> and assist in creation of simplified version of extant texts suitable for
> use by emergent readers.  Please read our design documents at the above
> site.
> On Tue, Feb 17, 2009 at 2:02 AM, Tomeu Vizoso <tomeu at sugarlabs.org> wrote:
>> Aleksey has started a very interesting new path:
>> http://lists.sugarlabs.org/archive/sugar-devel/2009-February/011470.html

Gregor Kervina wrote:
> > Hi Sayamindu,
> > thanks for quick reply!
> > There is a lot of text to speech software out there - I use
> > http://www.bytecool.com/coolspch.htm that you can try trial and download
> > additional voices, just to get a feeling, but it is not free and not for
> > linux. Many other programs are more complex and complicated and some of
> > them use very complex voice engines that in my opinion doesn't sound
> > very good. (I use Mary voice with cool speech)
> >
> > OK I spent some time to find all TTS software that is free for linux and
> > here are some links:
> >
> > http://linux-sound.org/speech.html
> >
> http://linuxhelp.blogspot.com/2006/01/festival-text-to-speech-synthesis.html
> > http://larswiki.atrc.utoronto.ca/wiki/Software  - see the links under
> > Speech section
> > http://www.xenocafe.com/tutorials/php/festival_text_to_speech/index.php
> > http://www.wikihow.com/Convert-Text-to-Speech-on-Linux
> > http://www.cstr.ed.ac.uk/projects/festival/
> > http://www.cstr.ed.ac.uk/projects/festival/onlinedemo.html - listen to
> > some demo voices
> > http://sourceforge.net/projects/dhvani/ - this one not english
> > http://sourceforge.net/projects/tts-cubed/
> > http://www.speech.cs.cmu.edu/hephaestus.html - click the links in Speech
> > Synthesis section
> > http://www.speech.cs.cmu.edu/comp.speech/Section5/Synth/rsynth.html
> > http://www.linux.com/archive/feature/122197 - two readers - plug-ins for
> > firefox.
> >
> > I can not test them because I'm not a linux user. Maybe you can modify
> > some of these software (probably Festival) for more user friendly
> > reading and maybe program a specific button on XO keyboard that will
> > automatically read the selected text no matter what program is used for
> > opening the text.
> >
> > Judging from google search result for DTBooks, this technology is not
> > spread at all. The other problem is that it uses somtimes recorded audio
> > and the size of that is too large for XO... I think the most important
> > is that TTS works with reader that will open 1.6M e-books from internet
> > archive
> > <
> http://www.xconomy.com/boston/2009/10/24/internet-archive-opens-1-6-million-e-books-to-olpc-laptops/
> >(are
> > you in this team?).
> >
> > Also one important thing is to add cheap headphones with laptop so
> > children could listen to reading without desturbing others and in the
> > noisy environments ... another advantage of audio reading is much longer
> > battery life because you can turn off LCD monitor and audio alone does
> > not consume much energy.
> >
> > Let me know what you think.
> > All the best,
> > Gregor
> >
> >
> >
> > On Mon, Oct 26, 2009 at 4:08 PM, Sayamindu Dasgupta <sayamindu at gmail.com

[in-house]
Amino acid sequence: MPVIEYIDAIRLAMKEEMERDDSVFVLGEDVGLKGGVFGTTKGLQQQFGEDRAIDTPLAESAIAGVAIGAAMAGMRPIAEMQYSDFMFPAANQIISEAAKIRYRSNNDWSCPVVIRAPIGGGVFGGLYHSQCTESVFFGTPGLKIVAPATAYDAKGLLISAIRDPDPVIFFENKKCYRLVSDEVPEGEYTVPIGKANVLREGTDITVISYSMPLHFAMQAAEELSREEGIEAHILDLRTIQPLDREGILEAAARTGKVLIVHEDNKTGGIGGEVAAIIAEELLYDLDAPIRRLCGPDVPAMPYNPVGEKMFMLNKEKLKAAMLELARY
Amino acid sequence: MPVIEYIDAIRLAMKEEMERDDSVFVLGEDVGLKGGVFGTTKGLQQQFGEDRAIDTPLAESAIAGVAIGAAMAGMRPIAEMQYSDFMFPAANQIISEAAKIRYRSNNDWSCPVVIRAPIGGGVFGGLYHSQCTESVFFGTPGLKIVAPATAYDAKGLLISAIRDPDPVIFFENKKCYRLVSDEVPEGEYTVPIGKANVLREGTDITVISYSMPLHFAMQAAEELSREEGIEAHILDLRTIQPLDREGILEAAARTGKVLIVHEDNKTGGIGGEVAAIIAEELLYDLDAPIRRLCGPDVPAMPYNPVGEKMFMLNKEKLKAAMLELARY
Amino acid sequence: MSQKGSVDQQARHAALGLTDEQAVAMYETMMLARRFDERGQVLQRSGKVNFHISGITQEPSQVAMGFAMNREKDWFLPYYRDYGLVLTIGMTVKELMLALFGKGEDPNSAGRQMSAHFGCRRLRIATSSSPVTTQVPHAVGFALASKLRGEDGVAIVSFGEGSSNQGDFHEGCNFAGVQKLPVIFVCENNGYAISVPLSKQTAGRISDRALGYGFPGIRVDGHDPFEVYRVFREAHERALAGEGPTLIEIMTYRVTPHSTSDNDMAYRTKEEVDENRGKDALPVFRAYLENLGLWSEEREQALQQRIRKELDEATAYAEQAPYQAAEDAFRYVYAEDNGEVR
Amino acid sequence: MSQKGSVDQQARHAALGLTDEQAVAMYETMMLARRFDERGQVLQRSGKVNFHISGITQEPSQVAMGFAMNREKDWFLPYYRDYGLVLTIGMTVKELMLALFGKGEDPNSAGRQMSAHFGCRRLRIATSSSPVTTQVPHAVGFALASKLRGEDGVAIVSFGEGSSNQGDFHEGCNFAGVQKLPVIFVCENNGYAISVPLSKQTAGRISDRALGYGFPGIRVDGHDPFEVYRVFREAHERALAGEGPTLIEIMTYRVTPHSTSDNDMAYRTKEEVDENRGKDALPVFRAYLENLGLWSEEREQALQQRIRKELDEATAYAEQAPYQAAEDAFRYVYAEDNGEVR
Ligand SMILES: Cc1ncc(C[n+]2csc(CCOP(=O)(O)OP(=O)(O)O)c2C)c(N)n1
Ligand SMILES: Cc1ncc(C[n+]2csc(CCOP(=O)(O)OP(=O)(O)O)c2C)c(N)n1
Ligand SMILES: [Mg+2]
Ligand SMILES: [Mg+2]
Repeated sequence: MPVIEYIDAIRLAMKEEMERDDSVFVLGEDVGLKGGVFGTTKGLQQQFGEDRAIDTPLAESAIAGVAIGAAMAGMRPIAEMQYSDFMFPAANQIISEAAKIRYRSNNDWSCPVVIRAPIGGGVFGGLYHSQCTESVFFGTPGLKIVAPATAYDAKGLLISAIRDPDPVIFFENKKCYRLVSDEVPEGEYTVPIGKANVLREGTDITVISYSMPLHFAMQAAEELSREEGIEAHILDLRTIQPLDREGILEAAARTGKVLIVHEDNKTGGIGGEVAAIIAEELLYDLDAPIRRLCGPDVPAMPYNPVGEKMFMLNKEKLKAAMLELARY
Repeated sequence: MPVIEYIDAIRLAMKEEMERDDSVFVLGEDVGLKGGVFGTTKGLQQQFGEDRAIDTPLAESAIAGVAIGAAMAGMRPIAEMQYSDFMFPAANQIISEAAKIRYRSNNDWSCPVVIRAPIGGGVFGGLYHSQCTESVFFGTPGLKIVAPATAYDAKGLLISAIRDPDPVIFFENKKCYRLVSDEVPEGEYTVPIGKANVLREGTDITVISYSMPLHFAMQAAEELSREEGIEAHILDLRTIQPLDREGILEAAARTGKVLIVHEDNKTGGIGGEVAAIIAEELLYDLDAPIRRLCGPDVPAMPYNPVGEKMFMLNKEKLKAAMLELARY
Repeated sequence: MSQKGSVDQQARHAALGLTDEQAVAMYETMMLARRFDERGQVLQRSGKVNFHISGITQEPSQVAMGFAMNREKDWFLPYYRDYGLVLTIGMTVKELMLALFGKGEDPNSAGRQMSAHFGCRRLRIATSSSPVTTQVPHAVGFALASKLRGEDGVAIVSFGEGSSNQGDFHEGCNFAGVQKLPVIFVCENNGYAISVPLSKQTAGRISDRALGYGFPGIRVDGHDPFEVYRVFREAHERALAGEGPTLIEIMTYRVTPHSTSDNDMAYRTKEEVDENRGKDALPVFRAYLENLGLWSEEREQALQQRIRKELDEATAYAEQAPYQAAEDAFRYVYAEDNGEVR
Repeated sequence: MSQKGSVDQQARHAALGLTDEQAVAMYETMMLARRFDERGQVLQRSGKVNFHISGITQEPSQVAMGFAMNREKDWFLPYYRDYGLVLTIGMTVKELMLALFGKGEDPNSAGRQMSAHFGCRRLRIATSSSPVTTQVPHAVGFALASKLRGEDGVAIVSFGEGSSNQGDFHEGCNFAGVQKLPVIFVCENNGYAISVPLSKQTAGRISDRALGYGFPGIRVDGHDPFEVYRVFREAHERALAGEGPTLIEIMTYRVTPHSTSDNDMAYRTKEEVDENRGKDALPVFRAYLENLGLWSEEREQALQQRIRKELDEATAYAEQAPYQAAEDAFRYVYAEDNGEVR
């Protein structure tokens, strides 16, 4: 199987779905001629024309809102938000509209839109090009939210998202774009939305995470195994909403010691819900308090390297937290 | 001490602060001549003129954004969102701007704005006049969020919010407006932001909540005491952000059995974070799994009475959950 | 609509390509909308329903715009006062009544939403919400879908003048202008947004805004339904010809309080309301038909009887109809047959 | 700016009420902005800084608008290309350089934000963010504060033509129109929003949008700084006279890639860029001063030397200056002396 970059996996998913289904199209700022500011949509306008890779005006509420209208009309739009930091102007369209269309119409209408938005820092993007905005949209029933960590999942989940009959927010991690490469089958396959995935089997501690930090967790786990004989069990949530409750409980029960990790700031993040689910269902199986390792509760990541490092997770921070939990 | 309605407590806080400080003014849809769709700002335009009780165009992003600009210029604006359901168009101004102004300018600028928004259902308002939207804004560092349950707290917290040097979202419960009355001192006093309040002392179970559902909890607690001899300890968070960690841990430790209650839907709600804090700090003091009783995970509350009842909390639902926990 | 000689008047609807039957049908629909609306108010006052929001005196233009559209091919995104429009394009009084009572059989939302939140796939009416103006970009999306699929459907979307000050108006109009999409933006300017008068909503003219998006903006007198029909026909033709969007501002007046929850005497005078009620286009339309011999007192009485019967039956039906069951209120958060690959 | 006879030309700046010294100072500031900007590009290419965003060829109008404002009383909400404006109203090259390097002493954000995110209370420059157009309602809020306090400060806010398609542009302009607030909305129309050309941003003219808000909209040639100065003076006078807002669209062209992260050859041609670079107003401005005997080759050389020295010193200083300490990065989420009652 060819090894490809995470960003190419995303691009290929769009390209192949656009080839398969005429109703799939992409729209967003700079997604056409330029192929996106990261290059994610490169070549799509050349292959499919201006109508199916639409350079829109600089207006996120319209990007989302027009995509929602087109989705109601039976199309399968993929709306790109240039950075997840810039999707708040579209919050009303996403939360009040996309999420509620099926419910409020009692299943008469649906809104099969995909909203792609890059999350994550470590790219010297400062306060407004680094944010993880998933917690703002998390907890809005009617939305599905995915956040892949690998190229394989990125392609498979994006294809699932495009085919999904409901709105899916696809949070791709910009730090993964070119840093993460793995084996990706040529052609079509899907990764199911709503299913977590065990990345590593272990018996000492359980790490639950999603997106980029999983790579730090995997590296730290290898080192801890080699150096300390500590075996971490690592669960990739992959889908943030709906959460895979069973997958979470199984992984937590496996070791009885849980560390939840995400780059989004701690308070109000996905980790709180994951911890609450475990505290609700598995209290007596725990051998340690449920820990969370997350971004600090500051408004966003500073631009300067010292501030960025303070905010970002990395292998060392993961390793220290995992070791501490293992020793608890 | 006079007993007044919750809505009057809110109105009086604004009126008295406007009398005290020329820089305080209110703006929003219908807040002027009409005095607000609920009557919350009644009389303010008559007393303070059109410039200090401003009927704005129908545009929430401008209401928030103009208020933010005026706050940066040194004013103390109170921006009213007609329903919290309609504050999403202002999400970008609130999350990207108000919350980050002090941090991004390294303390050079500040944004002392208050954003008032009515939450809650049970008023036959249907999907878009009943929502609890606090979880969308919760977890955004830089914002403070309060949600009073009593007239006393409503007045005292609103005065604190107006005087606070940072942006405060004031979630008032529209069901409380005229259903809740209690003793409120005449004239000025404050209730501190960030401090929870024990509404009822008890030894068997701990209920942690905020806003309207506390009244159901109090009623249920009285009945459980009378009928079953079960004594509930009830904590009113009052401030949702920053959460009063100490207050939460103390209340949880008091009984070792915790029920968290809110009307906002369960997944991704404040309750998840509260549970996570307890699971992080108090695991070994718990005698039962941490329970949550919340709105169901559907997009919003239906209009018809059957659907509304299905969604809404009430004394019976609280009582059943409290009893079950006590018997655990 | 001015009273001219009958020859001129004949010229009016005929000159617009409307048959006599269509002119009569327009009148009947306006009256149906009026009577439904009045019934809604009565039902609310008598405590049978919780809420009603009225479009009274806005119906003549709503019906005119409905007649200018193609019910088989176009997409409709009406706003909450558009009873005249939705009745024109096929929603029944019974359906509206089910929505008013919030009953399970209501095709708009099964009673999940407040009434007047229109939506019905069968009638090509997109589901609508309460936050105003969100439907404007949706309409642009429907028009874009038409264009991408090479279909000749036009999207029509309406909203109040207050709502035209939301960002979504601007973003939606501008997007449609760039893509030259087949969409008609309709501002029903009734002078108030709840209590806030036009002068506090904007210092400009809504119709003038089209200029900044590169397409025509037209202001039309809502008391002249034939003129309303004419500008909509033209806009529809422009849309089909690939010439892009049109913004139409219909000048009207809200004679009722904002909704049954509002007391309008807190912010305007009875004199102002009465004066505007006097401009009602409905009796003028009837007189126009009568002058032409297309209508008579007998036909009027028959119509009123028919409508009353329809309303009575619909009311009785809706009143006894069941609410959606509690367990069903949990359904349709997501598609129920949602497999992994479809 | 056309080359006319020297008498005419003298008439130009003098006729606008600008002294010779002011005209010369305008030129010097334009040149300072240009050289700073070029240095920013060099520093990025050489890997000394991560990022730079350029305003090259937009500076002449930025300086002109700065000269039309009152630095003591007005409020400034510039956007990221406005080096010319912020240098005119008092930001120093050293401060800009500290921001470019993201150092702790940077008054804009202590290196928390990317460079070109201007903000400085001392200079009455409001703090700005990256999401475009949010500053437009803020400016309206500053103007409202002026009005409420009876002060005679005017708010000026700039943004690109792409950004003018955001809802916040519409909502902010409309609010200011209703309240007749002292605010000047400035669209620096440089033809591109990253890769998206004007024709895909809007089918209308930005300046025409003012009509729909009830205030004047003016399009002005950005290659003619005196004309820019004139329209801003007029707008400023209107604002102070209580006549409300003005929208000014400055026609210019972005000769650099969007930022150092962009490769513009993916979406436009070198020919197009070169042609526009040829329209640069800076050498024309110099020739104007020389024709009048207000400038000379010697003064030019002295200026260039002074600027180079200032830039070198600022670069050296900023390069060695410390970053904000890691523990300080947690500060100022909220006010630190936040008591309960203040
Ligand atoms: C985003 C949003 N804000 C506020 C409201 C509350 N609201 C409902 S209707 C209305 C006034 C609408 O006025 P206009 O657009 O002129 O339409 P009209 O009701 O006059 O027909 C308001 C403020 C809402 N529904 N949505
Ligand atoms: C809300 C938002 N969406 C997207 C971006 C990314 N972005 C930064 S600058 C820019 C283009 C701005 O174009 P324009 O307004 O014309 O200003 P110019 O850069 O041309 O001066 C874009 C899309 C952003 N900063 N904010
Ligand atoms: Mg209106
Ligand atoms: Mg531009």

> > <mailto:sayamindu at gmail.com>> wrote:
> >
> >     Hi Gregor,
> >     Thanks a lot for jumping in :-)
> >
> >     On Mon, Oct 26, 2009 at 2:38 AM, Gregor Kervina
> >     <gregor.kervina at gmail.com <mailto:gregor.kervina at gmail.com>> wrote:
> >      > Dear Sayamindu Dasgupta, SJ Klein and other members of this list,
> >      >
> >      > I'm a student of electrical engineering from Europe and would
> >     like to share
> >      > with you my very positive experience with text to speech
> >     technology that can
> >      > in my opinion significantly increase the educational potential of
> >     XO if used
> >      > in the right way.
> >      >
> >      > For the past 12 years (since I was 15 years old) I'm daily
> >     learning from
> >      > e-books and internet using text to speech software. I know this
> >     software is
> >      > unpopular in developed world, many people don't even know that it
> >     exists. On
> >      > the other hand many people (including me) don't like reading long
> >     texts on
> >      > the LCD screens - that's why e-books are also not very popular.
> >      >
> >      > But unlike my friends I read 50+ e-books every ear and also daily
> >     news on
> >      > the internet - I just select the text, copy it, and CoolSpeech
> >     software
> >      > (using Mary voice) reads me all the text with speeds 300 to 500
> >     words per
> >      > minute. In this way I can browse other sites or look at photos or
> >     just lay
> >      > down and listen while my laptop is reading to me.
> >      > Other people don't understand what I'm reading because it is too
> >     fast for
> >      > them but it can be learned quickly with slower speeds at
> beginning.
> >      >
> >      > I think XO laptops should definitely have such software
> >     pre-installed and a
> >      > video introduction how to use it and what reading speeds can they
> >     expect
> >      > after some time of practicing.
> >      > It is also ideal for children with poor eye sight.
> >      >
> >
> >     This sounds awesome. Could you let us know if the text to speech
> >     software you have in mind is free/opensource and if it works on Linux
> >     ?
> >     I am also looking at DTBooks specifications for digital talking books
> >     - do you know how useful/widespread this technology is ?
> >
> >     Thanks,
> >     Sayamindu
> >
> >
> >     --
> >     Sayamindu Dasgupta
> >     [http://sayamindu.randomink.org/ramblings]
> >
> >
> >